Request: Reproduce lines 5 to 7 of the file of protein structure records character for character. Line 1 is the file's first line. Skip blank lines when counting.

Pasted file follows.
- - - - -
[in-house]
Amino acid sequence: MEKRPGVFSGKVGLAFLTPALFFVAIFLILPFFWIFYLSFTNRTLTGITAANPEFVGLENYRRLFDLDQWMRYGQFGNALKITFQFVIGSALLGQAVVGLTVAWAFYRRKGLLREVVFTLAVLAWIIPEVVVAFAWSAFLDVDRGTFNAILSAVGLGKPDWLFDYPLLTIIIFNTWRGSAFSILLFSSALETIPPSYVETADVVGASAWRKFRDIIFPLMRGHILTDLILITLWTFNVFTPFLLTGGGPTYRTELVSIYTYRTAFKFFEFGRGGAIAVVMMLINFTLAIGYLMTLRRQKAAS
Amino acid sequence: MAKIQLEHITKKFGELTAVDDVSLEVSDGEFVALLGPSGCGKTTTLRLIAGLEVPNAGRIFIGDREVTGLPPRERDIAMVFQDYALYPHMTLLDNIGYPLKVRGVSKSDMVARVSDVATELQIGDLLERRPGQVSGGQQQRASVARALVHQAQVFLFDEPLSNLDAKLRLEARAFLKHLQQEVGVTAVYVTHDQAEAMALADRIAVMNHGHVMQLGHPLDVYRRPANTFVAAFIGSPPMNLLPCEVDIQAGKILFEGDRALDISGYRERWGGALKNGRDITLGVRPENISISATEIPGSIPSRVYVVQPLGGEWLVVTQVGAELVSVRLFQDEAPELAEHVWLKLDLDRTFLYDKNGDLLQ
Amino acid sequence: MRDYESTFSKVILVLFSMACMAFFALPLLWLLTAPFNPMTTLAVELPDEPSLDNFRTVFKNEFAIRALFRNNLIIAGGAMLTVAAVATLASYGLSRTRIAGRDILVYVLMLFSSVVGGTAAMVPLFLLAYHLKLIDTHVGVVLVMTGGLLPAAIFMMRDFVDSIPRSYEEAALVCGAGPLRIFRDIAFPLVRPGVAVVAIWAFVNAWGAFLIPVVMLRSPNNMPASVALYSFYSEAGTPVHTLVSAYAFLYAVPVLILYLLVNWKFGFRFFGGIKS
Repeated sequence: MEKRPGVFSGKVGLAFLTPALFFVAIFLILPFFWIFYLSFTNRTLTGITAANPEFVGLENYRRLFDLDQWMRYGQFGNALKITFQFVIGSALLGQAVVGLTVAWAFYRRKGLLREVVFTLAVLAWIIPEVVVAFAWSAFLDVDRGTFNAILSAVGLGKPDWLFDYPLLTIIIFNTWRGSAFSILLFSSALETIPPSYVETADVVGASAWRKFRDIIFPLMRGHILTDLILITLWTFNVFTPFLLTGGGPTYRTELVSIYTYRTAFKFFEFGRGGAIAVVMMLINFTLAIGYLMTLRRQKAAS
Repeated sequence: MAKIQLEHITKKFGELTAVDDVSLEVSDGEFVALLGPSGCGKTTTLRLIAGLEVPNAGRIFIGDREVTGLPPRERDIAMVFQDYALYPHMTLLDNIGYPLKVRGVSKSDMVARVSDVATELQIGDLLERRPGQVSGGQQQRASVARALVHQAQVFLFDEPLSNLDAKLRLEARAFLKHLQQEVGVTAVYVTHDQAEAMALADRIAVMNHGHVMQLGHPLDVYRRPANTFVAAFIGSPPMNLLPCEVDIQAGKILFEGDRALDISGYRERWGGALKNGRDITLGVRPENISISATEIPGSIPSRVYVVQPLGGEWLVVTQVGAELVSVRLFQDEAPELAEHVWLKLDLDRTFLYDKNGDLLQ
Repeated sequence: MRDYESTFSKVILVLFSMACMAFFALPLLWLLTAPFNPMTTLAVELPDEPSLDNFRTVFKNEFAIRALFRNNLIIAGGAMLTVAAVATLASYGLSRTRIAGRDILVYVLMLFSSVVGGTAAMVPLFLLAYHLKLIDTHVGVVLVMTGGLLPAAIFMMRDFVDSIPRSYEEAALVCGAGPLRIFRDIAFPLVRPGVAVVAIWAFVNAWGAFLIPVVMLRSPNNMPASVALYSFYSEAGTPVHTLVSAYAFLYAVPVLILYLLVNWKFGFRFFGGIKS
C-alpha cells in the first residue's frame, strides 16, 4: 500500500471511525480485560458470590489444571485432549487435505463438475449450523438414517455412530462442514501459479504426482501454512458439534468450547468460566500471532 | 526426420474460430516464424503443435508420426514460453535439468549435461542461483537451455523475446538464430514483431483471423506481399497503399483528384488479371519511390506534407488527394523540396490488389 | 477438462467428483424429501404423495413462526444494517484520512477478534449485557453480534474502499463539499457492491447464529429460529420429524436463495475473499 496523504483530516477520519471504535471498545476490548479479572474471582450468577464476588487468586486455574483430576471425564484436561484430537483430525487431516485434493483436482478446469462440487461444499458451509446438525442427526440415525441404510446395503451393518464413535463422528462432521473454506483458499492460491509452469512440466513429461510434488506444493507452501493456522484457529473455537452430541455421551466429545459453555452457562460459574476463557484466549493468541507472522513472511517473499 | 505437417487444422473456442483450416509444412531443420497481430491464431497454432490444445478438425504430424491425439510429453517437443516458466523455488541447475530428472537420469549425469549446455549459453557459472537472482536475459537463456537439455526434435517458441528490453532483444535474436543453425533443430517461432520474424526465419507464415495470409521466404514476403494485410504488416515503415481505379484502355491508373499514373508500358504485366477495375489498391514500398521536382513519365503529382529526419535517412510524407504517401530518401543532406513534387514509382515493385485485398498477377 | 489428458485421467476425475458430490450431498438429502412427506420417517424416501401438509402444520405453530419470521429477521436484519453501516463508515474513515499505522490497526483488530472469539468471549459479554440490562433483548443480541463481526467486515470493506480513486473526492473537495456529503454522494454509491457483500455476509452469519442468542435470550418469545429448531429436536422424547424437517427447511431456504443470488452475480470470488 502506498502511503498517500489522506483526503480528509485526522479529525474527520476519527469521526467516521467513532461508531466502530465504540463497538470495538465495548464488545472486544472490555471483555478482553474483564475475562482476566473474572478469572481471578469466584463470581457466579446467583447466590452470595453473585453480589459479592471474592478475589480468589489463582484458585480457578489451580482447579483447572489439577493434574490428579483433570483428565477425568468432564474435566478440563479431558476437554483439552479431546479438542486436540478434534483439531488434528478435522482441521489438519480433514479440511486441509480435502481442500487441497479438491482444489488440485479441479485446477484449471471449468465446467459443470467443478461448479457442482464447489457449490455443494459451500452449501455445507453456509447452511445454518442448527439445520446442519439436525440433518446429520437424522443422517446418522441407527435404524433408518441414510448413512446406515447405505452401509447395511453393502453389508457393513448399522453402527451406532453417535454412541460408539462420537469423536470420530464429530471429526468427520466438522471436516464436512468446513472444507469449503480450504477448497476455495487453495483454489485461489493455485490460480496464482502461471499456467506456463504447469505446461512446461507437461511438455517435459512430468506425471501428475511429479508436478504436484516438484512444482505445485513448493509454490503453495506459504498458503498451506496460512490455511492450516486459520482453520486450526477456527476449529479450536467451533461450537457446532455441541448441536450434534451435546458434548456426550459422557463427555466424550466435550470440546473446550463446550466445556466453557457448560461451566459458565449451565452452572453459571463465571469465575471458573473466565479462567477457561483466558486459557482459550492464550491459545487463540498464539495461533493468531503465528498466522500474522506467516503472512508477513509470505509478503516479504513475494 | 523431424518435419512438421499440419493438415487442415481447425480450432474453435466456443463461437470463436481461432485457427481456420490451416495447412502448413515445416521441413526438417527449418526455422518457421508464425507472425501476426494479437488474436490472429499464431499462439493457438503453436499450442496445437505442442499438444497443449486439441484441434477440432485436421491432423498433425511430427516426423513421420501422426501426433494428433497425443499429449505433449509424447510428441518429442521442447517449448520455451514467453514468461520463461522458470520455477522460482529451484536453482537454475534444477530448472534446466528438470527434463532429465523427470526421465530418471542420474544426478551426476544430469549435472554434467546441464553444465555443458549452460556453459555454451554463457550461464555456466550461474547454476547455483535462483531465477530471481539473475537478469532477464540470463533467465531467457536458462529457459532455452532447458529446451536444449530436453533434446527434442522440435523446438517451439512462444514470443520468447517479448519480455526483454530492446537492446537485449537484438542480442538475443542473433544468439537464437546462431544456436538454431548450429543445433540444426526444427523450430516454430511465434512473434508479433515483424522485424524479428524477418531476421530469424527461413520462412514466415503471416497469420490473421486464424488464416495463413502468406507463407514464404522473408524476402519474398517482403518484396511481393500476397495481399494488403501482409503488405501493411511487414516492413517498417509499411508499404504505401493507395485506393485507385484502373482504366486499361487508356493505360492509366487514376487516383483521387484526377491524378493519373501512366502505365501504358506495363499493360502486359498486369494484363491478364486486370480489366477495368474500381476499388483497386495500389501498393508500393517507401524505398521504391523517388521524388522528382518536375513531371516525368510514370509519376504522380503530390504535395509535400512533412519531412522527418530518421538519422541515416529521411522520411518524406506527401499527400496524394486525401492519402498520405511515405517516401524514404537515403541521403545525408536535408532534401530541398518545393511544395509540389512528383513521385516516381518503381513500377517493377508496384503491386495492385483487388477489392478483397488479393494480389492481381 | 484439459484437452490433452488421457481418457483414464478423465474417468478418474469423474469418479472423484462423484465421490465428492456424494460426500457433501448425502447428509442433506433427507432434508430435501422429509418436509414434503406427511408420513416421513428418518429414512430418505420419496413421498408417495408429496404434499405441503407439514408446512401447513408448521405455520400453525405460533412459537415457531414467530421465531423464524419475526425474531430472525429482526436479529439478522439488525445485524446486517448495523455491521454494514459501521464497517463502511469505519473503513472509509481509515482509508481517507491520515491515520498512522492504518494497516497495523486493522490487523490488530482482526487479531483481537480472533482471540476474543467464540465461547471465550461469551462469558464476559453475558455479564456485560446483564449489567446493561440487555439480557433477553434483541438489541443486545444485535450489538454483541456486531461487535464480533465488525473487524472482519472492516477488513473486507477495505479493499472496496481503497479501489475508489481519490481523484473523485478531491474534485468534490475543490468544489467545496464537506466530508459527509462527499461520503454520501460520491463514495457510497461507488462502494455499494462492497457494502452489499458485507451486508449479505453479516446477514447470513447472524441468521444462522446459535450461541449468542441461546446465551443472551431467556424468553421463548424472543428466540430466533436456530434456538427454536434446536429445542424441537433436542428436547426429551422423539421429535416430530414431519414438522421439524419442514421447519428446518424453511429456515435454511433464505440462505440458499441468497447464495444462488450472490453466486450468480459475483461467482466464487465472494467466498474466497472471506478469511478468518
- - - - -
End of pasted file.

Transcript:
Repeated sequence: MEKRPGVFSGKVGLAFLTPALFFVAIFLILPFFWIFYLSFTNRTLTGITAANPEFVGLENYRRLFDLDQWMRYGQFGNALKITFQFVIGSALLGQAVVGLTVAWAFYRRKGLLREVVFTLAVLAWIIPEVVVAFAWSAFLDVDRGTFNAILSAVGLGKPDWLFDYPLLTIIIFNTWRGSAFSILLFSSALETIPPSYVETADVVGASAWRKFRDIIFPLMRGHILTDLILITLWTFNVFTPFLLTGGGPTYRTELVSIYTYRTAFKFFEFGRGGAIAVVMMLINFTLAIGYLMTLRRQKAAS
Repeated sequence: MAKIQLEHITKKFGELTAVDDVSLEVSDGEFVALLGPSGCGKTTTLRLIAGLEVPNAGRIFIGDREVTGLPPRERDIAMVFQDYALYPHMTLLDNIGYPLKVRGVSKSDMVARVSDVATELQIGDLLERRPGQVSGGQQQRASVARALVHQAQVFLFDEPLSNLDAKLRLEARAFLKHLQQEVGVTAVYVTHDQAEAMALADRIAVMNHGHVMQLGHPLDVYRRPANTFVAAFIGSPPMNLLPCEVDIQAGKILFEGDRALDISGYRERWGGALKNGRDITLGVRPENISISATEIPGSIPSRVYVVQPLGGEWLVVTQVGAELVSVRLFQDEAPELAEHVWLKLDLDRTFLYDKNGDLLQ
Repeated sequence: MRDYESTFSKVILVLFSMACMAFFALPLLWLLTAPFNPMTTLAVELPDEPSLDNFRTVFKNEFAIRALFRNNLIIAGGAMLTVAAVATLASYGLSRTRIAGRDILVYVLMLFSSVVGGTAAMVPLFLLAYHLKLIDTHVGVVLVMTGGLLPAAIFMMRDFVDSIPRSYEEAALVCGAGPLRIFRDIAFPLVRPGVAVVAIWAFVNAWGAFLIPVVMLRSPNNMPASVALYSFYSEAGTPVHTLVSAYAFLYAVPVLILYLLVNWKFGFRFFGGIKS